Wii U E Shop New

In recent months, whenever Nintendo's financial figures and sales have been making the news, a common thread has been an emphasis on the continuing growth of the company's digital revenues. What began with encouraging but flawed platforms on the Wii and DSi has progressed to more rounded, impressive offerings with the Wii U and 3DS eShops.

Of course, revenue from download sales is on the rise, helped in no small part by the presence of full retail games on both current stores. Gamasutra has taken the opportunity, then, to collate Nintendo's financial data since September 2007, charting the revenue trends since.

The first graph, below, shows Nintendo's annualized (trailing twelve-month) digital revenue rate, reflecting how performance has fluctuated over the past generation. In terms of the Wii / DSi years, the peak came around March 2011, with the 12-month revenue at that point being $129 million. A decline in the Wii and DSi markets was held up by the newly-arrived 3DS eShop, but there's a very obvious spike from September 2012, which follows the August 2012 release of the first retail download on 3DS, New Super Mario Bros. 2. The subsequent arrival of many retail downloads on 3DS — and on Wii U since launch — seems to have contributed to a steady period of sustained growth; a respectable flow of download-only games also plays an important part, of course.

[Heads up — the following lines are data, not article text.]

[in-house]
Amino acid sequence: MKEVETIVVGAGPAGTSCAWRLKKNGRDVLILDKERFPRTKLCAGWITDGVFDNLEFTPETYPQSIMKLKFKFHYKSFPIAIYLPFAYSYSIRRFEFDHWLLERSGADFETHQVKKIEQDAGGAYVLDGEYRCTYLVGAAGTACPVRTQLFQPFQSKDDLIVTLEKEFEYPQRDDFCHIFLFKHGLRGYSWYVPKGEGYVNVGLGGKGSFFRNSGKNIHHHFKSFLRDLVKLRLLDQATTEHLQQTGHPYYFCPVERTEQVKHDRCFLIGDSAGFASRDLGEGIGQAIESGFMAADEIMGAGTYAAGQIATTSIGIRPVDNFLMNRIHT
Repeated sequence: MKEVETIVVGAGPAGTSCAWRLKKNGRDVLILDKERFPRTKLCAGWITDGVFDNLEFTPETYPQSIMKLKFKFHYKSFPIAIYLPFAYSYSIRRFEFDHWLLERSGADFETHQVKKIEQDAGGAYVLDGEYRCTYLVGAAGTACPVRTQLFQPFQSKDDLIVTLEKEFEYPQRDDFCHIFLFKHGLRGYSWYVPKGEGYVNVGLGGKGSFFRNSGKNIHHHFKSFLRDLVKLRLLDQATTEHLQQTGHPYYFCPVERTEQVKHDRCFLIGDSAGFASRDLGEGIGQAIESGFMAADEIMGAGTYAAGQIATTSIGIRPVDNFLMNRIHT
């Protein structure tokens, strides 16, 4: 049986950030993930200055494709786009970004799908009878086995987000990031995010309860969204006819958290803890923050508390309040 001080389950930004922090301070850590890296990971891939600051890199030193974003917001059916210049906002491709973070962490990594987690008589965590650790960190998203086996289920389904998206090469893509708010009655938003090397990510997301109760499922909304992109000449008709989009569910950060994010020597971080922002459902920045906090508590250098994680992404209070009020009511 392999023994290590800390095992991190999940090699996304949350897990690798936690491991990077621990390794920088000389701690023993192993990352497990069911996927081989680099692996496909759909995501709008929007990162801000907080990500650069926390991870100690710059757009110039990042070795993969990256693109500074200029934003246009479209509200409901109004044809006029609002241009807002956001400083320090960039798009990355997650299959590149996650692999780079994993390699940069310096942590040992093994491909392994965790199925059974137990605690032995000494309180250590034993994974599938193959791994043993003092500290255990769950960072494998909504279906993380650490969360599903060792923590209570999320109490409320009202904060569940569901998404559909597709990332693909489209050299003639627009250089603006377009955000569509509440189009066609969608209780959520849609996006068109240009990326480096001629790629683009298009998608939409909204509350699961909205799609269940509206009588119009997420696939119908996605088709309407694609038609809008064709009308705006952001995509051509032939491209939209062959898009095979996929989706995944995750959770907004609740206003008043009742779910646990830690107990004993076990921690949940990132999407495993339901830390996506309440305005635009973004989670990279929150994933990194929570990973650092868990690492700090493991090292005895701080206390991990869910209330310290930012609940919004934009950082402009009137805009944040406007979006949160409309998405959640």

Nintendo Digital Absolute

As it stands, Nintendo's digital revenue over the past two months is $225 million, a big leap over the Wii and DSi's peak. The graph below, meanwhile, shows that the contribution of download sales to Nintendo overall software revenue has also increased dramatically to 9.2%. However, it's a bigger share of a smaller overall amount, as software revenue of ¥700 billion in 2008 (when Wii and the DS family were flying high) has now reportedly dropped to ¥242 billion in the 12 months up to June 2013.

Nintendo Digital Share

These are positive trends for download sales, certainly, as Nintendo is seeing the benefit of introducing retail downloads, while greater flexibility in the eShops with discounts and promotions is also welcome. Compared to some, such as EA and Activision, these numbers are modest, but the upward trajectory bodes well.

[source gamasutra.com]